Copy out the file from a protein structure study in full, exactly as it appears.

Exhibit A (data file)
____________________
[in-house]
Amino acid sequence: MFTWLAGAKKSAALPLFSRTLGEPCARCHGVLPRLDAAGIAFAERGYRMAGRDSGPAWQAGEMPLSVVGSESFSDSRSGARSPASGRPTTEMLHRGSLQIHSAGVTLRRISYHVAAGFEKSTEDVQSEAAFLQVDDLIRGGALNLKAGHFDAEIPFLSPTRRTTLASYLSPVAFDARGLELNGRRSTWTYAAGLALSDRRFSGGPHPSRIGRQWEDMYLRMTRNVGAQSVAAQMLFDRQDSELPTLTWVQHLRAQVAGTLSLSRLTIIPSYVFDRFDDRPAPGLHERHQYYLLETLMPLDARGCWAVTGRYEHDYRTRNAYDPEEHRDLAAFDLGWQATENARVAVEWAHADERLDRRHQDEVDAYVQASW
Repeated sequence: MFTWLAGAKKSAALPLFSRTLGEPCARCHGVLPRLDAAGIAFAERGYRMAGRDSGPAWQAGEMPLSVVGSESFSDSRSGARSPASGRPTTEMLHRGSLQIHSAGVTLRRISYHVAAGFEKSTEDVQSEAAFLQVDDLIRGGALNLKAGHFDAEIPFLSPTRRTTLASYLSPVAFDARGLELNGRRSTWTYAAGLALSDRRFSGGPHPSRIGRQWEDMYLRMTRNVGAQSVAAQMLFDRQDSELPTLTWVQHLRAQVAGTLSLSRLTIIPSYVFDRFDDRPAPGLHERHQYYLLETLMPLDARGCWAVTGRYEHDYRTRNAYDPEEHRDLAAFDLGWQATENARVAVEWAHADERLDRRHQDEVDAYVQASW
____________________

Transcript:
[in-house]
Amino acid sequence: MFTWLAGAKKSAALPLFSRTLGEPCARCHGVLPRLDAAGIAFAERGYRMAGRDSGPAWQAGEMPLSVVGSESFSDSRSGARSPASGRPTTEMLHRGSLQIHSAGVTLRRISYHVAAGFEKSTEDVQSEAAFLQVDDLIRGGALNLKAGHFDAEIPFLSPTRRTTLASYLSPVAFDARGLELNGRRSTWTYAAGLALSDRRFSGGPHPSRIGRQWEDMYLRMTRNVGAQSVAAQMLFDRQDSELPTLTWVQHLRAQVAGTLSLSRLTIIPSYVFDRFDDRPAPGLHERHQYYLLETLMPLDARGCWAVTGRYEHDYRTRNAYDPEEHRDLAAFDLGWQATENARVAVEWAHADERLDRRHQDEVDAYVQASW
Repeated sequence: MFTWLAGAKKSAALPLFSRTLGEPCARCHGVLPRLDAAGIAFAERGYRMAGRDSGPAWQAGEMPLSVVGSESFSDSRSGARSPASGRPTTEMLHRGSLQIHSAGVTLRRISYHVAAGFEKSTEDVQSEAAFLQVDDLIRGGALNLKAGHFDAEIPFLSPTRRTTLASYLSPVAFDARGLELNGRRSTWTYAAGLALSDRRFSGGPHPSRIGRQWEDMYLRMTRNVGAQSVAAQMLFDRQDSELPTLTWVQHLRAQVAGTLSLSRLTIIPSYVFDRFDDRPAPGLHERHQYYLLETLMPLDARGCWAVTGRYEHDYRTRNAYDPEEHRDLAAFDLGWQATENARVAVEWAHADERLDRRHQDEVDAYVQASW